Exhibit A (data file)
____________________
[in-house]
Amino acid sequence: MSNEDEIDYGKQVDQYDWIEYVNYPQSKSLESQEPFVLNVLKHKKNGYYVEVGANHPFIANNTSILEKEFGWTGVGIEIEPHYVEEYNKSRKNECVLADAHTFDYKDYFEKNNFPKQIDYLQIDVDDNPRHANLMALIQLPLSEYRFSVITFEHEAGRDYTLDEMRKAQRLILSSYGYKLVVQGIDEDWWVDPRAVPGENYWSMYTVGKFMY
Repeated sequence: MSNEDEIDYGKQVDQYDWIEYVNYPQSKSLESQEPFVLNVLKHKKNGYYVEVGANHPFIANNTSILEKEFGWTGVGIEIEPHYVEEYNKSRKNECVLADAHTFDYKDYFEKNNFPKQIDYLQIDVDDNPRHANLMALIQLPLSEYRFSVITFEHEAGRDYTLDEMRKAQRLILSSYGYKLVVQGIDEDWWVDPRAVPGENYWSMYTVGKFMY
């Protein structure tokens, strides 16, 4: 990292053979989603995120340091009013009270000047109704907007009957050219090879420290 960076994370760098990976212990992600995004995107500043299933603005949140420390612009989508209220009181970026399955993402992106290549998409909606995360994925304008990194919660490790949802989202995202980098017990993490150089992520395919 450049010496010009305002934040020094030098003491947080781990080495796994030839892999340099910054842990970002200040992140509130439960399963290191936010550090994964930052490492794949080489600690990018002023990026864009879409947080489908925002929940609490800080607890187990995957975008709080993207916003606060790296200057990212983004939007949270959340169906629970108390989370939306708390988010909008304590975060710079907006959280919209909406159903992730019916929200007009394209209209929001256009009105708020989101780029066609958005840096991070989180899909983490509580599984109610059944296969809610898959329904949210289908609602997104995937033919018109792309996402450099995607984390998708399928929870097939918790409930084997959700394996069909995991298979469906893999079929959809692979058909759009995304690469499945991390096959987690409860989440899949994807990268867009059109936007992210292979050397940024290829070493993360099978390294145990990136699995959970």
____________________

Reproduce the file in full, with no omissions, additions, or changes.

[in-house]
Amino acid sequence: MSNEDEIDYGKQVDQYDWIEYVNYPQSKSLESQEPFVLNVLKHKKNGYYVEVGANHPFIANNTSILEKEFGWTGVGIEIEPHYVEEYNKSRKNECVLADAHTFDYKDYFEKNNFPKQIDYLQIDVDDNPRHANLMALIQLPLSEYRFSVITFEHEAGRDYTLDEMRKAQRLILSSYGYKLVVQGIDEDWWVDPRAVPGENYWSMYTVGKFMY
Repeated sequence: MSNEDEIDYGKQVDQYDWIEYVNYPQSKSLESQEPFVLNVLKHKKNGYYVEVGANHPFIANNTSILEKEFGWTGVGIEIEPHYVEEYNKSRKNECVLADAHTFDYKDYFEKNNFPKQIDYLQIDVDDNPRHANLMALIQLPLSEYRFSVITFEHEAGRDYTLDEMRKAQRLILSSYGYKLVVQGIDEDWWVDPRAVPGENYWSMYTVGKFMY
């Protein structure tokens, strides 16, 4: 990292053979989603995120340091009013009270000047109704907007009957050219090879420290 960076994370760098990976212990992600995004995107500043299933603005949140420390612009989508209220009181970026399955993402992106290549998409909606995360994925304008990194919660490790949802989202995202980098017990993490150089992520395919 450049010496010009305002934040020094030098003491947080781990080495796994030839892999340099910054842990970002200040992140509130439960399963290191936010550090994964930052490492794949080489600690990018002023990026864009879409947080489908925002929940609490800080607890187990995957975008709080993207916003606060790296200057990212983004939007949270959340169906629970108390989370939306708390988010909008304590975060710079907006959280919209909406159903992730019916929200007009394209209209929001256009009105708020989101780029066609958005840096991070989180899909983490509580599984109610059944296969809610898959329904949210289908609602997104995937033919018109792309996402450099995607984390998708399928929870097939918790409930084997959700394996069909995991298979469906893999079929959809692979058909759009995304690469499945991390096959987690409860989440899949994807990268867009059109936007992210292979050397940024290829070493993360099978390294145990990136699995959970």